Cancer Therapy Canton GA

Cancer can affect every part of the body. Cancer treatment varies widely and may include anti-cancer drugs, radiation therapy, chemotherapy, surgery, biological therapies, bone marrow transplantations, targeted cancer therapies, and others. See below to learn more and to gain access to oncologists in Canton, GA who provide cancer therapy.

Curtis Richard Miles, MD
(770) 720-7789
205 Waleska Rd Ste 1C
Canton, GA
Specialties
Oncology (Cancer)
Gender
Male
Education
Medical School: Tulane Univ Sch Of Med, New Orleans La 70112
Graduation Year: 1976
Hospital
Hospital: Northside Hosp -Cherokee, Canton, Ga; North Fulton Reg Hosp, Roswell, Ga

Data Provided by:
Mehmet Erhan Ercan, MD
(770) 479-1761
1200 Oakside Dr
Canton, GA
Specialties
Oncology (Cancer), Radiation Oncology
Gender
Male
Education
Medical School: Ankara Univ, Tip Fak, Ankara, Turkey
Graduation Year: 1957

Data Provided by:
Cynthia Anderson, MD
(229) 903-9767
409 Christophers Ct
Waleska, GA
Specialties
Oncology (Cancer), Radiation Oncology
Gender
Female
Education
Medical School: Emory Univ Sch Of Med, Atlanta Ga 30322
Graduation Year: 2001

Data Provided by:
Dr.Madhurima Uppalapati
(770) 386-7253
100 Market Place Blvd # 200
Cartersville, GA
Gender
F
Speciality
Oncologist
General Information
Accepting New Patients: Yes
RateMD Rating
5.0, out of 5 based on 1, reviews.

Data Provided by:
Ronald George Steis, MD
(770) 740-9664
2500 Hospital Blvd Ste 490
Roswell, GA
Specialties
Oncology (Cancer)
Gender
Male
Education
Medical School: Univ Of Pittsburgh Sch Of Med, Pittsburgh Pa 15261
Graduation Year: 1978
Hospital
Hospital: Northside Hosp, Atlanta, Ga
Group Practice: Atlanta Cancer Care

Data Provided by:
Curtis R Miles
(770) 720-7789
205 Waleska Rd
Canton, GA
Specialty
Medical Oncology

Data Provided by:
Kathleen Lon, MS
(678) 445-2200
2230 Towne Lake Pkwy Bldg 1100 Ste 140
Woodstock, GA
Specialties
Oncology (Cancer)
Gender
Male
Education
Graduation Year: 2007

Data Provided by:
Steven Leland Mc Cune, MD
(770) 281-5100
2627 Hampton Park Dr
Marietta, GA
Specialties
Oncology (Cancer)
Gender
Male
Education
Medical School: Univ Of Al Sch Of Med, Birmingham Al 35294
Graduation Year: 1996

Data Provided by:
Satyen Rajendra Mehta, MD
(770) 386-7253
100 Market Place Blvd Ste 200
Cartersville, GA
Specialties
Oncology (Cancer)
Gender
Male
Education
Medical School: Univ Of Fl Coll Of Med, Gainesville Fl 32610
Graduation Year: 1998

Data Provided by:
Kenneth Lee Haile, MD
(770) 793-7500
100 Market Place Blvd
Cartersville, GA
Specialties
Oncology (Cancer), Radiation Oncology
Gender
Male
Education
Medical School: Baylor Coll Of Med, Houston Tx 77030
Graduation Year: 1972
Hospital
Hospital: Kennestone Hosp, Marietta, Ga; Emory Cartersville Med Ctr, Cartersville, Ga
Group Practice: North Georgia Radiation

Data Provided by:
Data Provided by:

Female Dangers

While breast cancer is the biggest and most publicized cancer threat American
women face, it is not the only female-specific cancer. Cervical, ovarian and uterine
malignancies affect thousands each year. Learn what to look out for so you don’t fall victim.

By Lisa James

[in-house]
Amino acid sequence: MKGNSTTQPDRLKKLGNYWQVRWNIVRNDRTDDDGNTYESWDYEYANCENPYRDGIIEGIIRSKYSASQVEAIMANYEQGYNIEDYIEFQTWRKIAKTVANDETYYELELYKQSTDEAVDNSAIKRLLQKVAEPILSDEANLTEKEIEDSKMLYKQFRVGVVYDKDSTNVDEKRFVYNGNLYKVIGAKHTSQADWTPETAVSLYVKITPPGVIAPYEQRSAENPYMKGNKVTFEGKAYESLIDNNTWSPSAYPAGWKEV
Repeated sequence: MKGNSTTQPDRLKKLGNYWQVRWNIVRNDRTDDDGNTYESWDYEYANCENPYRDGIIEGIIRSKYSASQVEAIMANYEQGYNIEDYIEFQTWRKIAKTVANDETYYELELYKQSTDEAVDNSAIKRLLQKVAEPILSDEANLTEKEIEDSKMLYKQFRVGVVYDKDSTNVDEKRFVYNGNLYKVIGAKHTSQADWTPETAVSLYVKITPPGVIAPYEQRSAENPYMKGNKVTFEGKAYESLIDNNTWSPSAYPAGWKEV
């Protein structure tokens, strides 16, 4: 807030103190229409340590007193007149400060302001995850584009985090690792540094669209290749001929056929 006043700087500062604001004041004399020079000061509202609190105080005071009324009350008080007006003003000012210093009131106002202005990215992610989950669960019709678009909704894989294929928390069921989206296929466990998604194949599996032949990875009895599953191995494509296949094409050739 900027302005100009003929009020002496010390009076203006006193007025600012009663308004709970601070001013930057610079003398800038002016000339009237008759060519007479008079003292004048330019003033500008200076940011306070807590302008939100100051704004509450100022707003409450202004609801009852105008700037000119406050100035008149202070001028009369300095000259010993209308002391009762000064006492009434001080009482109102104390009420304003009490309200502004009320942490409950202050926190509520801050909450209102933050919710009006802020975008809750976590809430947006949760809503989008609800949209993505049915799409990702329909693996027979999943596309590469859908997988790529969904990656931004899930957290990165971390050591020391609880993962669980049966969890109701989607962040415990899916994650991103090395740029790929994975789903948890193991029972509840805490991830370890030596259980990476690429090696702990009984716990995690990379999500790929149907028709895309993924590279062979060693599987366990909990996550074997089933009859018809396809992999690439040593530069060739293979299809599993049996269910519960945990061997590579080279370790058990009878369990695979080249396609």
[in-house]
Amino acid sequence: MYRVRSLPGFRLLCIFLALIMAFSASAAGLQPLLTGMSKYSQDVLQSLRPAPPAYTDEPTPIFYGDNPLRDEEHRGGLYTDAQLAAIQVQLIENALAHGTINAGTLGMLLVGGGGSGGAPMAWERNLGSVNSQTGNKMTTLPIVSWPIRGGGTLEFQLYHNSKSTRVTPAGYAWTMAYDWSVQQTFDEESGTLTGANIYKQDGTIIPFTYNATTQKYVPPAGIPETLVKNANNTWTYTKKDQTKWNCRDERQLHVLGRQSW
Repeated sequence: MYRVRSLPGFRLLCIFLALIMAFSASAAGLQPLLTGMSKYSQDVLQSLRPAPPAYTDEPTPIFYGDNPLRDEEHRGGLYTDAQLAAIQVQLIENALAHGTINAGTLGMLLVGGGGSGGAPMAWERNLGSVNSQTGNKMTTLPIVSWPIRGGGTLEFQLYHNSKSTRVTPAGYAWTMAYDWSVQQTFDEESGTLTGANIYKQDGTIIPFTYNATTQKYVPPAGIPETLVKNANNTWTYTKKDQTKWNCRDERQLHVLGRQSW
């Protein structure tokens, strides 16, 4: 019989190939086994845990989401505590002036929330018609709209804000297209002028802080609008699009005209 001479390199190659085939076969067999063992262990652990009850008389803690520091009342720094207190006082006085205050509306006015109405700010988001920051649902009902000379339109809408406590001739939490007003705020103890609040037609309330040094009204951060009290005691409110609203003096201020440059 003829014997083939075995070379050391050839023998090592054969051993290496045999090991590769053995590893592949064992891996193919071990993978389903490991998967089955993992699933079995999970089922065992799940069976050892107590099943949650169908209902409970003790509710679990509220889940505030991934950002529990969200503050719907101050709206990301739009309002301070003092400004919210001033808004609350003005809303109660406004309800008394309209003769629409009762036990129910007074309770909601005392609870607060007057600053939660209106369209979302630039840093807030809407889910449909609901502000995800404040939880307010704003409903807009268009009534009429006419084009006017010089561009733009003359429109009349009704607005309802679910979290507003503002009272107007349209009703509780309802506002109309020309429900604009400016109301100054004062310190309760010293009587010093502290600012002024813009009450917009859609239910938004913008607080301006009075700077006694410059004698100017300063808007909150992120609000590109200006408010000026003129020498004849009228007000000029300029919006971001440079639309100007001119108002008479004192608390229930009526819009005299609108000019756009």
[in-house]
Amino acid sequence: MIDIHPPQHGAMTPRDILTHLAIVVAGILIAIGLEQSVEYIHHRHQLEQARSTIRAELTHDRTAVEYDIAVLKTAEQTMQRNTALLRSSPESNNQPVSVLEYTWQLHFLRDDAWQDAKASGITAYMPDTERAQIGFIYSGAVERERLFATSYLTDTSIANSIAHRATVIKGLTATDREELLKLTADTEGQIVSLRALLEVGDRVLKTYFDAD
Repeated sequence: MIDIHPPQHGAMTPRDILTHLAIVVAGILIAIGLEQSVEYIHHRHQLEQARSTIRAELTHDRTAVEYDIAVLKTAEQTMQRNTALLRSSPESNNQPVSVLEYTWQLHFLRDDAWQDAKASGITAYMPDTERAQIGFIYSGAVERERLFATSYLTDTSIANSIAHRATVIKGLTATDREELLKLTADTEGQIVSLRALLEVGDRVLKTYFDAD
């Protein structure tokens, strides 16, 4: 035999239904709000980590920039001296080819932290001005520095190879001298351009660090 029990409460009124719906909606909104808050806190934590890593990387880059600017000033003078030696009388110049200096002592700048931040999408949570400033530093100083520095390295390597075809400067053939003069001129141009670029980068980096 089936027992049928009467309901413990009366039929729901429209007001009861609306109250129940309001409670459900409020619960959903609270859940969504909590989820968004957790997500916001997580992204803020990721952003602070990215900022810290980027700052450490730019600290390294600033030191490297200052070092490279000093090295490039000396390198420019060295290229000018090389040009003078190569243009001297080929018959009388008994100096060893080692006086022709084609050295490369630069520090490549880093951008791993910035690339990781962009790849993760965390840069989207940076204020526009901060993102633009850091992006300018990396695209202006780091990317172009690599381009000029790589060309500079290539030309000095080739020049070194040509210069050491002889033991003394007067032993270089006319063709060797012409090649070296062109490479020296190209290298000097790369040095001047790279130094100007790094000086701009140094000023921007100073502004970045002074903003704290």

May 2006

If someone says the words “female” and “cancer” to you, the first word that probably pops into your head is “breast.” After all, the numbers are hard to ignore: Almost 213,000 American women develop breast malignancies each year…and more than 40,000 die from them.

But a woman overlooks her reproductive tract at her peril; just ask actress Fran Drescher, who graced the cover of last year’s Annual ET Cancer Issue. In her book, Cancer Schmancer (Warner Books), Drescher explains how she saw nine doctors—count ’em, nine—before her uterine cancer was finally discovered and treated, leaving her unable to bear children. “Women need to understand gynecological cancers and the tests that can help detect them,” she writes. “We have to…become educated consumers, network among ourselves, and gain information and insight into getting diagnosed and getting treatment. Someone gimme a podium!”

Taking our lead from “The Nanny,” ET presents what you need to know about three cancers—cervical, ovarian and uterine—that should be on every woman’s radar. (Statistics given are 2006 estimates from the American Cancer Society [ACS].)

Uterine Cancer: A Hormonal Challenge

What it is: Most are endometrial cancers; they arise in the inner lining (endometrium) of the uterus, the part that grows and is shed over the course of a woman’s menstrual cycle. Tumors called sarcomas can develop in the muscle tissue, but account for only 2% to 4% of all uterine cancers.
Number of women affected: 41,200 cases of endometrial cancer (the most common reproductive-tract malignancy) and 7,350 deaths. It is one of the more treatable cancers though, with a five-year survival rate of 84%.

At greatest risk: Roughly 70% of all women affected are between the ages of 45 and 74. Endometrial cancer shares a lot of risk factors with ovarian cancer because excessive estrogen exposure promotes overgrowth of the uterine lining. Taking the drug tamoxifen for breast cancer also increases risk, as does having undergone pelvic radiation therapy. Genetic history is another factor, particularly in families affected by hereditary nonpolyposis colon cancer (HNPCC).

The symptoms: Abnormal bleeding, especially after menopause. Pain and weight loss can be signs of late-stage disease.

The tests: There are no standard screening tests for this kind of cancer. Abnormal bleeding may prompt your doctor to perform an endometrial biopsy, in which a thin needle is passed through the cervical opening to collect cells in the uterine lining.

Vital info: Try your best to drop those extra pounds. Obesity ups the risk of hormonally driven cancers because fat tissue can transform other hormones into estr...

Click here to read the rest of this article from Energy Times